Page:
In obedience to his parent’s wishes, Jacob traveled to Haran. He was instructed to go to his uncle Laban’s house for the express purpose of marrying one of his daughters. Laban, however, tricked him into marrying both daughters. Jacob quickly learned that survival required staying one step ahead of his uncle’s manipulative and conniving schemes.
When God told Jacob to take his household and return to Canaan, some 20 years later, tensions were already mounting between Jacob and his father-in-law’s family:
Genesis 31:36-42 (emphasis added)
Jacob answered and said to Laban: “What is my trespass? What is my sin, that you have so hotly pursued me? Although you have searched all my things, what part of your household things have you found? Set it here before my brethren and your brethren, that they may judge between us both!
These twenty years I have been with you; your ewes and your female goats have not miscarried their young, and I have not eaten the rams of your flock. That which was torn by beasts I did not bring to you; I bore the loss of it. You required it from my hand, whether stolen by day or stolen by night.
There I was! In the day the drought consumed me, and the frost by night, and my sleep departed from my eyes. Thus I have been in your house twenty years; I served you fourteen years for your two daughters, and six years for your flock, and you have changed my wages ten times.
Unless the God of my father, the God of Abraham and the fear of Isaac, had been with me, surely now you would have sent me away empty-handed. God has seen my affliction and the labor of my hands, and rebuked you last night.”
Jacob called his wives, Rachel and Leah, and confided that God had called him to return to Canaan. Because they were also targets of their father’s unscrupulous character, both wives acknowledged they had nothing to gain by staying in Haran and fully agreed to return with Jacob to Canaan (Gen. 31:14-16).
Concerned that Laban might forcibly retain his daughters and their children, Jacob took his family and flocks and hurriedly left Haran.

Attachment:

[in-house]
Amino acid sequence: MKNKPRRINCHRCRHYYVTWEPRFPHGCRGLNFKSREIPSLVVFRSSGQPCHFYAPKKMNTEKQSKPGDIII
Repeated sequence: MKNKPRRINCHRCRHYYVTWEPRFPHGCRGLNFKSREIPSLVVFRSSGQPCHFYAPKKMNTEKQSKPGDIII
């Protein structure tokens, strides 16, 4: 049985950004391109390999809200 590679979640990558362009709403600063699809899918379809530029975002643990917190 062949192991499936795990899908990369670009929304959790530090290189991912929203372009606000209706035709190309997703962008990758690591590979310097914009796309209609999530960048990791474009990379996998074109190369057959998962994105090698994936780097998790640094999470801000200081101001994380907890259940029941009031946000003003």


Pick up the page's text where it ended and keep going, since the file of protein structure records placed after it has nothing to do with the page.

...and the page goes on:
Three days later Laban realized Jacob’s family had gone and went after them in hot pursuit. Seven days later, Laban caught up with them along the northern border of Canaan; but, before he reached Jacob, God appeared to him in a dream with a warning not to harm Jacob (v. 24).
None-the-less, Laban arrived in the camp accusing Jacob of theft. He also feigned displeasure at not being able to throw his daughters a going-away party. Incensed by Laban’s actions, Jacob responded by setting the record straight.
Jacob knew Laban’s character! He worked for him 20 years. Laban had coerced him into marrying both his daughters, Leah and then, Rachel, requiring seven years of service for each. After the 14-year obligatory service, Jacob worked for wages that Laban repeatedly renegotiated to serve his own greedy purposes.
Jacob had not only put up with Laban’s antics, he had worked day and night to increase his father-in-law’s flocks. Jacob asserted it was God alone who blessed him with success in his endeavors and that had God not intervened on his behalf, Laban would have cheated him out of everything he had (v. 42).
Interestingly, when God urged Jacob to return to Canaan, He assured Jacob, “I have seen all that Laban is doing to you” (v. 12).
God did not accuse Jacob of taking advantage of Laban; the exact opposite was true.
The truth of Jacob’s words brought Laban to his senses.
Instead of punishing Jacob as planned, Laban came to the realization that a covenant between the two of them would be in his best interest. They became allies and set up a memorial commemorating the event (v. 44). They named the memorial Mizpah, which means “watch place”. It signified God’s awareness of their activities while separated from one another. Laban charged Jacob to not only care for his daughters, but also required that Jacob promise not to abuse them or to take any additional wives. Jacob wholeheartedly agreed to Laban’s terms.
God was fully aware of what must have seemed like a burdensome relationship with Laban.
Yet, during his 20 years serving Laban, God sharpened Jacob’s mind, reinforced his faith and greatly prospered him. Jacob returned to the Land of Promise with a large family, unparalleled experience and great wealth!
God does not turn a blind eye to injustice.
Because He is truly God, He can use seeming injustice for our benefit, as in the case of Jacob, to strengthen and enrich those who put their trust in Him.
1) Bible opened to Isaiah. By Ken Horn, [CC BY 2.0] via Wikimedia Commons – Enhancement: MKM Portfolios
2) Detail: The Alliance of Jacob and Laban (circa. 1630-1635). By Pietro da Cortona (1596-1669), [PD-US, PD-Art], via Wikimedia Commons- Enhancement
© Charles E. McCracken 2016, devotional comments only. Repost/Reprint with permission from the author. Scripture taken from the New King James Version®. Copyright © 1982 by Thomas Nelson. Used by permission. All rights reserved.